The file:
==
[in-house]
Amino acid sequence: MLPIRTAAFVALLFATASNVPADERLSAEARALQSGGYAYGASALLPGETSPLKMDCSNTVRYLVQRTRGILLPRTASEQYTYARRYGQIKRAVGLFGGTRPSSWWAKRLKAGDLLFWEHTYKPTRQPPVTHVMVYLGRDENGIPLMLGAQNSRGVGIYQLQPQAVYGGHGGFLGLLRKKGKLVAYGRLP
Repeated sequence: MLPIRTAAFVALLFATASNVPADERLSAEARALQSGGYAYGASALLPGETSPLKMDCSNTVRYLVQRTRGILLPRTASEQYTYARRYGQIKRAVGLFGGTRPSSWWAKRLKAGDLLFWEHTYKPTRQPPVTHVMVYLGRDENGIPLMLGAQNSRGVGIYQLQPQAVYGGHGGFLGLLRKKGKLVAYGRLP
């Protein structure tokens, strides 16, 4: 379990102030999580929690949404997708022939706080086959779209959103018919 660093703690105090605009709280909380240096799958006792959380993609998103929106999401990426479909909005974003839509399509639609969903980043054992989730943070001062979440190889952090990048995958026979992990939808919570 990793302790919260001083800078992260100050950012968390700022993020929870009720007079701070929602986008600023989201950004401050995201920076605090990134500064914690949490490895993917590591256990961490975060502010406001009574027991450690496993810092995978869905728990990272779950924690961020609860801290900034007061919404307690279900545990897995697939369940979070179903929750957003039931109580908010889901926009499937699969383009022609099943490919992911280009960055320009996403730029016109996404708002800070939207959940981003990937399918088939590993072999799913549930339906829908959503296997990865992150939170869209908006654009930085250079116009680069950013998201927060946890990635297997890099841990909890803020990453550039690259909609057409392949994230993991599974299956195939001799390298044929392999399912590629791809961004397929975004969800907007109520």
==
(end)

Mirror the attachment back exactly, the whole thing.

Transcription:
[in-house]
Amino acid sequence: MLPIRTAAFVALLFATASNVPADERLSAEARALQSGGYAYGASALLPGETSPLKMDCSNTVRYLVQRTRGILLPRTASEQYTYARRYGQIKRAVGLFGGTRPSSWWAKRLKAGDLLFWEHTYKPTRQPPVTHVMVYLGRDENGIPLMLGAQNSRGVGIYQLQPQAVYGGHGGFLGLLRKKGKLVAYGRLP
Repeated sequence: MLPIRTAAFVALLFATASNVPADERLSAEARALQSGGYAYGASALLPGETSPLKMDCSNTVRYLVQRTRGILLPRTASEQYTYARRYGQIKRAVGLFGGTRPSSWWAKRLKAGDLLFWEHTYKPTRQPPVTHVMVYLGRDENGIPLMLGAQNSRGVGIYQLQPQAVYGGHGGFLGLLRKKGKLVAYGRLP
């Protein structure tokens, strides 16, 4: 379990102030999580929690949404997708022939706080086959779209959103018919 660093703690105090605009709280909380240096799958006792959380993609998103929106999401990426479909909005974003839509399509639609969903980043054992989730943070001062979440190889952090990048995958026979992990939808919570 990793302790919260001083800078992260100050950012968390700022993020929870009720007079701070929602986008600023989201950004401050995201920076605090990134500064914690949490490895993917590591256990961490975060502010406001009574027991450690496993810092995978869905728990990272779950924690961020609860801290900034007061919404307690279900545990897995697939369940979070179903929750957003039931109580908010889901926009499937699969383009022609099943490919992911280009960055320009996403730029016109996404708002800070939207959940981003990937399918088939590993072999799913549930339906829908959503296997990865992150939170869209908006654009930085250079116009680069950013998201927060946890990635297997890099841990909890803020990453550039690259909609057409392949994230993991599974299956195939001799390298044929392999399912590629791809961004397929975004969800907007109520």